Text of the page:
idle curiosity

B

breezer

just wondered, in general on a gas boiler, (electronic ignition) to light the gas does the spark run for a preset time, or is there a "sensor" that says "gas lit stop igniting"

________________________________________

oil boiler

does it have a pilot light or are they too electronic ignition, and if so same as above.

as i said i am only wondering in general
 
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OIL BOILER

Pressure jet types have spark ignition started after a purge period, and runs for a set time.

Vapourising types have a glow plug which is heated for a set time, or might be manually controlled.
 
B

breezer

Thanks oilman :) , as i said it was just idle curiosity, but now i know
 
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Gas boiler runs fan first, checks for positive pressure, enables spark, enables gas. If the flame lights, the clever bit starts... the flame conducts electricity, and has the interesting quirk of converting ac current to dc. (flame rectification, it's called). The control box is looking for the dc return, and if it finds it, it knows there is a flame, and can halt the spark. There is usually a time allotted after which if no flame is sensed, the gas is disabled, then the spark, then the fan. A warning light shows there is a problem and the boiler is said to have 'locked out'. Some larger boilers sense the flame by its ultra violet emission, but otherwise the system is similar.
 
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You live and learn. I've never even heard of flame rectification. Whoever thought of that one? And for all these years I though it was detected by a thermocouple.
 
B

breezer

soubriquet said:
Gas boiler runs fan first, checks for positive pressure, enables spark, enables gas. If the flame lights, the clever bit starts... the flame conducts electricity, and has the interesting quirk of converting ac current to dc. (flame rectification, it's called). The control box is looking for the dc return, and if it finds it, it knows there is a flame, and can halt the spark. There is usually a time allotted after which if no flame is sensed, the gas is disabled, then the spark, then the fan. A warning light shows there is a problem and the boiler is said to have 'locked out'. Some larger boilers sense the flame by its ultra violet emission, but otherwise the system is similar.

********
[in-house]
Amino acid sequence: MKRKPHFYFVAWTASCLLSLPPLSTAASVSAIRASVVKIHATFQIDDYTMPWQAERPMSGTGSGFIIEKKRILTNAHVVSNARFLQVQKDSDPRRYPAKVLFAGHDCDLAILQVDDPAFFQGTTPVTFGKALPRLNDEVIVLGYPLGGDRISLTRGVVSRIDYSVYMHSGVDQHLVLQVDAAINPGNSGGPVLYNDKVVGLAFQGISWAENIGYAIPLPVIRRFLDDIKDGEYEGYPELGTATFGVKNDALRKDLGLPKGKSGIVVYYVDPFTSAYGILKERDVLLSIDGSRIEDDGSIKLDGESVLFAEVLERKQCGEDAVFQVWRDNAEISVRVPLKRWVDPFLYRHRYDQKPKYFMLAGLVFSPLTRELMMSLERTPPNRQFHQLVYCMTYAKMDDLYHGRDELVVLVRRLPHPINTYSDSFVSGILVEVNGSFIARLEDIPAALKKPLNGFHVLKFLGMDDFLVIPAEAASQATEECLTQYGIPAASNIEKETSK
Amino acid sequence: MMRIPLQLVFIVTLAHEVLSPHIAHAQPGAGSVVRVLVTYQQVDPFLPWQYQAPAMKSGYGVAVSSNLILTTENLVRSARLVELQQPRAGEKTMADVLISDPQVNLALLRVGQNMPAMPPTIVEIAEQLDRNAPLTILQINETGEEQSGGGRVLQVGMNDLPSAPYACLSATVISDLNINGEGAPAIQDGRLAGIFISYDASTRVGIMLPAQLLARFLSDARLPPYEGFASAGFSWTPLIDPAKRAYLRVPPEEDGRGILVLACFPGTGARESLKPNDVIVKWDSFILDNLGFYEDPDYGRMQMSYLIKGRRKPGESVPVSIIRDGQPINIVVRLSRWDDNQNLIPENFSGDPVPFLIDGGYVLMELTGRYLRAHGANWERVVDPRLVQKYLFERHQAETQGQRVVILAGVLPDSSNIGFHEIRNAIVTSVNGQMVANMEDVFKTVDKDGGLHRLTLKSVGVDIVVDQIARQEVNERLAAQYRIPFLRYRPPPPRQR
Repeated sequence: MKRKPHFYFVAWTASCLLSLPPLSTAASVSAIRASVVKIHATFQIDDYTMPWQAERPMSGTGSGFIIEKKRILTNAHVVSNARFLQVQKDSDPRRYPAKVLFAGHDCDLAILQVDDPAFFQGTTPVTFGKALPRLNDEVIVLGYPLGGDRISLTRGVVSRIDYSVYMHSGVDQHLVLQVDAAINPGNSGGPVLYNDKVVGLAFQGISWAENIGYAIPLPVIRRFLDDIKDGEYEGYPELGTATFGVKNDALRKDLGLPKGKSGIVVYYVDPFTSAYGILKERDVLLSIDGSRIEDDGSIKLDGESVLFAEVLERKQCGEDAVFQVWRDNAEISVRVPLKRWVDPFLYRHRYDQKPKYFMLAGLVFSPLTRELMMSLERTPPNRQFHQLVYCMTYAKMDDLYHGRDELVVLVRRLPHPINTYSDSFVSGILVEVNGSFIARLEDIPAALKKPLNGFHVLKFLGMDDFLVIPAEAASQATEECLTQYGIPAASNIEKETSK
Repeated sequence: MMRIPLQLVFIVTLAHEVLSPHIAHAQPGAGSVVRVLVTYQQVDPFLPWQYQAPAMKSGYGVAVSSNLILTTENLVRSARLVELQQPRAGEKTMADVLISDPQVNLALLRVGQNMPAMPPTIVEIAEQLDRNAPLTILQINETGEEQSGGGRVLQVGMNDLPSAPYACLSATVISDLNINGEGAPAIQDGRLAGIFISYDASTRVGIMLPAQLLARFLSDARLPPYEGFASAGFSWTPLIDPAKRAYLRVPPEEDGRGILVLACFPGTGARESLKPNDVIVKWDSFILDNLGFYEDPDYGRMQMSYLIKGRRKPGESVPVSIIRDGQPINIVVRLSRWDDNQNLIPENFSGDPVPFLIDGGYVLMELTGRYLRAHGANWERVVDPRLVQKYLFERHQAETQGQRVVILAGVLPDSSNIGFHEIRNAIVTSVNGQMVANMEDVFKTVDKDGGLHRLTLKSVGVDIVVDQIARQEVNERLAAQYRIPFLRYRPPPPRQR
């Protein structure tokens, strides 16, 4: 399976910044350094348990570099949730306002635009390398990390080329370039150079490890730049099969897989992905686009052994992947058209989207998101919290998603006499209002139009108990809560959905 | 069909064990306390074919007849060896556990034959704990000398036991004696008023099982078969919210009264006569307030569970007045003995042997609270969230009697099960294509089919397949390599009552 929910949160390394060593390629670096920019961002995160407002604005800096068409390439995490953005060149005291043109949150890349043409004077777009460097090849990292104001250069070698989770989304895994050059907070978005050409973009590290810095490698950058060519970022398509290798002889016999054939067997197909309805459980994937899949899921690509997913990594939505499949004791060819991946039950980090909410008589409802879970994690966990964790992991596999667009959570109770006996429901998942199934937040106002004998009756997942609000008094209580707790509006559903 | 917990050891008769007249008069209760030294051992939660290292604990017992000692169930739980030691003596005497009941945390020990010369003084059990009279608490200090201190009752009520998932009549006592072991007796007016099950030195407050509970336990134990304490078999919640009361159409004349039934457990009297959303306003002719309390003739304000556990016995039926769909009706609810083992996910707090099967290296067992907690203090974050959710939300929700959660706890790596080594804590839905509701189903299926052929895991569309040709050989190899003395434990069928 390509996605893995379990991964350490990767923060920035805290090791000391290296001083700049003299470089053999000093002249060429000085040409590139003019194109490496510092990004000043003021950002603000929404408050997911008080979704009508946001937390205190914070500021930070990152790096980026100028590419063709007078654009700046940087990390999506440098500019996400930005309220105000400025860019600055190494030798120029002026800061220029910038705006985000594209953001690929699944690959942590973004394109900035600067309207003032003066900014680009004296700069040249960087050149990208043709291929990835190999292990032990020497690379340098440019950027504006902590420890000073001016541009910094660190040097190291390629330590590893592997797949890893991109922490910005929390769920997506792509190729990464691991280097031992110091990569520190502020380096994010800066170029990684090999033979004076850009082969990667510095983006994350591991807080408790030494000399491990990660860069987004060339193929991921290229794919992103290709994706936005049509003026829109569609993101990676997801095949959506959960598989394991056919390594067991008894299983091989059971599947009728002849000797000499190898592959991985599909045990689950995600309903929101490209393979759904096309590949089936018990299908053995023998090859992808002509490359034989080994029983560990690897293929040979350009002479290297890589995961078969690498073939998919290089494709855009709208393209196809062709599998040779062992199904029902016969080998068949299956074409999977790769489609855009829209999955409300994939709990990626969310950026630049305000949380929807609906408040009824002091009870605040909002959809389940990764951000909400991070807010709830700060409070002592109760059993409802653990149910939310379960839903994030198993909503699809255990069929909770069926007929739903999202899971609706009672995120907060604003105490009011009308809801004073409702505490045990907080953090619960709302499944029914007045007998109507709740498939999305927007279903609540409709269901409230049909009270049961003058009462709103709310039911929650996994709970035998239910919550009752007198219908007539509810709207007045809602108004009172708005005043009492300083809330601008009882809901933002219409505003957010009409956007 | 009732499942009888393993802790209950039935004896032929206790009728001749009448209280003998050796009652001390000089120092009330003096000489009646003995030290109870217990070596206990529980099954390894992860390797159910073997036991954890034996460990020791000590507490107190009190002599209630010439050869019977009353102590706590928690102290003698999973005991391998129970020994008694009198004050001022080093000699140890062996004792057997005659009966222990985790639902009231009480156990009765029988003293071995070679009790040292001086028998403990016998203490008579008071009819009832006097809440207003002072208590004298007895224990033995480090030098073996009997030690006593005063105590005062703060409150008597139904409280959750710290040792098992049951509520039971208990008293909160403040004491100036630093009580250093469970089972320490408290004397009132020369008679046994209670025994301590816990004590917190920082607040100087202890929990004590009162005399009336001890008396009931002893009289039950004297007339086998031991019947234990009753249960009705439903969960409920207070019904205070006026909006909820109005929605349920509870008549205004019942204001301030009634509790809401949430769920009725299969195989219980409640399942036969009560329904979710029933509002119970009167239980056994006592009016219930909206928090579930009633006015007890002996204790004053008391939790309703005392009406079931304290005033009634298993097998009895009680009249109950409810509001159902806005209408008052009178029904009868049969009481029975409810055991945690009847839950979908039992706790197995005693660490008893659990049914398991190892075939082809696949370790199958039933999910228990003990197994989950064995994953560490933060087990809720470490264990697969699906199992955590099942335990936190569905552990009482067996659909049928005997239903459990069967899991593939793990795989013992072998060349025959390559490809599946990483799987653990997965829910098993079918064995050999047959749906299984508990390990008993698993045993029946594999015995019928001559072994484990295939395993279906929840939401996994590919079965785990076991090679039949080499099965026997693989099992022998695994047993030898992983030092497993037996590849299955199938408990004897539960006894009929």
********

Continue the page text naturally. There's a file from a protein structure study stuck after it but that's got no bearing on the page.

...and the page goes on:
now thats what i call clever
 
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I found this . Makes me think flame rectification might not be used on domestic boilers.
 
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All modern gas boilers use flame rectification. Thermocouples went out with the demise of the permanant pilot.

Those modern boilers using pilots only do so as an inbetewwn measure. Spark lights pilot which in turn lights main boiler. When the demand for the boiler ceases so the pilot extinguishes.

The use of permanant pilots would greatly reduce thge SEDBUK rating for the boiler as it would be burning gas continually.

Alan
 
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Thanks, Oilman, for that link, I'm a potter as well as a plumber, so info on kiln burners is always of interest.
Any modern domestic boiler is likely to use flame rectification. There are two spark electrodes often at opposite ends of the burner bar. If you listen as the burner lights, you@ll hear the buzz of the spark go silent.
the spark generator keeps going. if you simulate a flame fault by turning the boiler gas supply valve off, as you see the flame die and become intermittent, you will see the sparks return. If the boiler does not sense rectification after a set period it will go to lockout, and a light will come on to tell you to call for a service engineer, as we are now increasingly called.

And by the way, the recent British Gas adverts are a joke in more ways than one..... I wouldn't want someone stupid enough to put up with that to go anywhere near a gas pipe!
 
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When mentioning british gas it should be remembered that they do NOT carry out routine servicing on gas appliances covered by their 3* service.

They carry out an annual performance and safety check - they check flue gas and then decide whether to even take cover off of the boiler.

NOT the requirements as laid down by the manufacturers.

Alan
 
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Dpends on the general condition of the boiler and obviously the type Alan. An open flued appliance will always get a full service at the annual inspection. A negative pressure room sealed boiler may just get a performance and safety check if that is all that is required, after all people on a 3 star contract want a safe appliance and quick repairs with no huge bills and that is what they get.
 

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